The modernists weren’t reacting against a devastation caused by the callous indifference of science to the plight of real people, because the modernists came first.  If anything, the poison of their own fanaticism, their screams for rage, violence, and destruction, and their loathing of those ordinary people, cheered on the coming devastation.


5. Modernist Manifestos and World War One

Many people have tried to define modernism, but they mostly observe its products rather than giving it what it’s crying for–psychoanalysis.  A glaringly obvious characteristic of modernism, which people are now so used to that they don’t even notice, is its furious, political, totalitarian nature.  Most famous modernists (I haven’t counted, but I’m pretty sure it’s most; see for instance Will 2012 [7]), were political extremists, either fascist or Stalinist.  The two most-important literary modernists, in terms of organizing modernism into a movement, were Ezra Pound and Gertrude Stein.  The same Pound that Tytell said was bitter about “an absurdly wasteful war” signed the Blast Manifesto in 1914 with its calls for a great purgative violence, and later made radio broadcasts for the Italian fascists during World War 2.  Stein supporters claim that she was just being ironic when she said “Hitler deserves the Nobel Peace Prize”, but she supported the Vichy regime too consistently to make this excuse.

There were modernist manifestos going at least back to the Symbolist manifesto in 1886, but from 1909-1921 modernists competed to see who could crank out the angriest, craziest manifestos.  I don’t know how many there were. Enough that “manifesto studies” is now a thing.

From F. T. Marinetti​’s “The Futurist Manifesto” , 1909:

2. The essential elements of our poetry will be courage, daring, and revolt.
3. Literature having up to now magnified thoughtful immobility, ecstasy, and sleep, we want to exalt the aggressive gesture, the feverish insomnia, the athletic step, the perilous leap, the box on the ear, and the fisticuff.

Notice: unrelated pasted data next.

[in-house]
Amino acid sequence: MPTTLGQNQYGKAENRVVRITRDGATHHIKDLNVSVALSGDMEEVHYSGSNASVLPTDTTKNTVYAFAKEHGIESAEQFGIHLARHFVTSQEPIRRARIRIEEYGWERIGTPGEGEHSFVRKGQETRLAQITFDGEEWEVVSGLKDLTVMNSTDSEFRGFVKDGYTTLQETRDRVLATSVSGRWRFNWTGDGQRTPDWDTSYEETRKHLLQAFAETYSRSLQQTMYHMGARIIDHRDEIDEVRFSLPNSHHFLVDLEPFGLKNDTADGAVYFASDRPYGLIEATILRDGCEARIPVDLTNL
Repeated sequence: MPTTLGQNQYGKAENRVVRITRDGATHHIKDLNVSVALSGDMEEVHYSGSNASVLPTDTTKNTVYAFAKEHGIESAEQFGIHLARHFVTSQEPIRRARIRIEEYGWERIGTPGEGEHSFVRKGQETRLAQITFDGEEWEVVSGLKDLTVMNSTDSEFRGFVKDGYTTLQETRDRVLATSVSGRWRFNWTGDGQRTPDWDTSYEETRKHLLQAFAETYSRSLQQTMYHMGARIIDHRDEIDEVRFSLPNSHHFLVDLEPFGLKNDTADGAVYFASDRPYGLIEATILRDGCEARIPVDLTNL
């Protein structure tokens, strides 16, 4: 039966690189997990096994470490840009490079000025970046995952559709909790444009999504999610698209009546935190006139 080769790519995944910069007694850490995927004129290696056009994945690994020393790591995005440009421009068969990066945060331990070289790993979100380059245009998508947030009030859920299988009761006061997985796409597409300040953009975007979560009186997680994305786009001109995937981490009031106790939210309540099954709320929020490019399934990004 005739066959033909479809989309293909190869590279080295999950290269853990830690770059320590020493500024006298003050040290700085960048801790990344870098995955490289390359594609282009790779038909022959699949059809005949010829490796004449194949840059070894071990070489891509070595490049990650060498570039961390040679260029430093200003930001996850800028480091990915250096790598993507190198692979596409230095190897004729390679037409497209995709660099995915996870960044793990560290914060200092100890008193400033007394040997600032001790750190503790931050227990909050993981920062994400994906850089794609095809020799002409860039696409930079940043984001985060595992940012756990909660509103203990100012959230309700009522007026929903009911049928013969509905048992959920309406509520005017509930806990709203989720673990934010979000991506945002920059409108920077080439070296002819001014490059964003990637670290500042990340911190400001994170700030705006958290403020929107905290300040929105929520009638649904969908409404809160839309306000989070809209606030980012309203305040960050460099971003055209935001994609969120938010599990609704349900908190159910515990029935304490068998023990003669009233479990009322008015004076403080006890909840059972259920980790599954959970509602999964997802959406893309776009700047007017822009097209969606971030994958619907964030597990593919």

7. There is no more beauty except in struggle. No masterpiece without an aggressive character. Poetry must be a violent attack against the unknown forces, summoning them to lie down before man.
9. We want to glorify war — the only hygiene of the world–militarism, patriotism, the anarchist’s destructive gesture, the fine Ideas that kill, and the scorn of woman.
10. We want to demolish museums, libraries, fight against moralism, feminism, and all opportunistic and utilitarian cowardices.

It is in Italy that we launch this manifesto of tumbling and incendiary violence, this manifesto through which today we set up Futurism, because we want to deliver Italy from its gangrene of professors, of archaeologists, of guides, and of antiquarians.

I think you all know how that went.

This next bit is a long quote, but I think it’s worthwhile.  It shows the violent and political atmosphere of the European art world in 1912, and one account of how modernism came from a Hegelian synthesis of classicism and romanticism.

Also notice that Hulme, the modernist, is rabidly pro-Christian and anti-scientific, and skeptical of ‘Progress’ (hence the snide uppercase P).  (He says he’s anti-rationalist, but he’s using the term to mean something like “science”, without regard for how it and its cognates were used during the previous 2000 years.  Christianity is rationalist, while romanticism is anti-rationalist.) This is a point I’ll hopefully get to sometime this year: modernism and post-modernism are religious, theocratic, rationalist, anti-scientific movements.  Post-modernism in particular is very Catholic, and looks back to the Middle Ages to find ancient philosophies to replace modern scientific beliefs. (This shouldn’t be surprising, as it arose in France from people with classical educations but no scientific understanding.)  Hulme’s view is that romanticism needs an injection of God.

From a speech by T. E. Hulme, 1912, published in 1924 as “Romanticism and Classicism”:

I know that in using the words ‘classic’ and ‘romantic’ I am doing a dangerous thing. …  I ought really to have coined a couple of new words, but I prefer to use the ones I have used, as I then conform to the practice of the group of polemical writers who make most use of them at the present day, and have almost succeeded in making them political catchwords…  If you asked a man of a certain set whether he preferred the classics or the romantics, you could deduce from that what his politics were.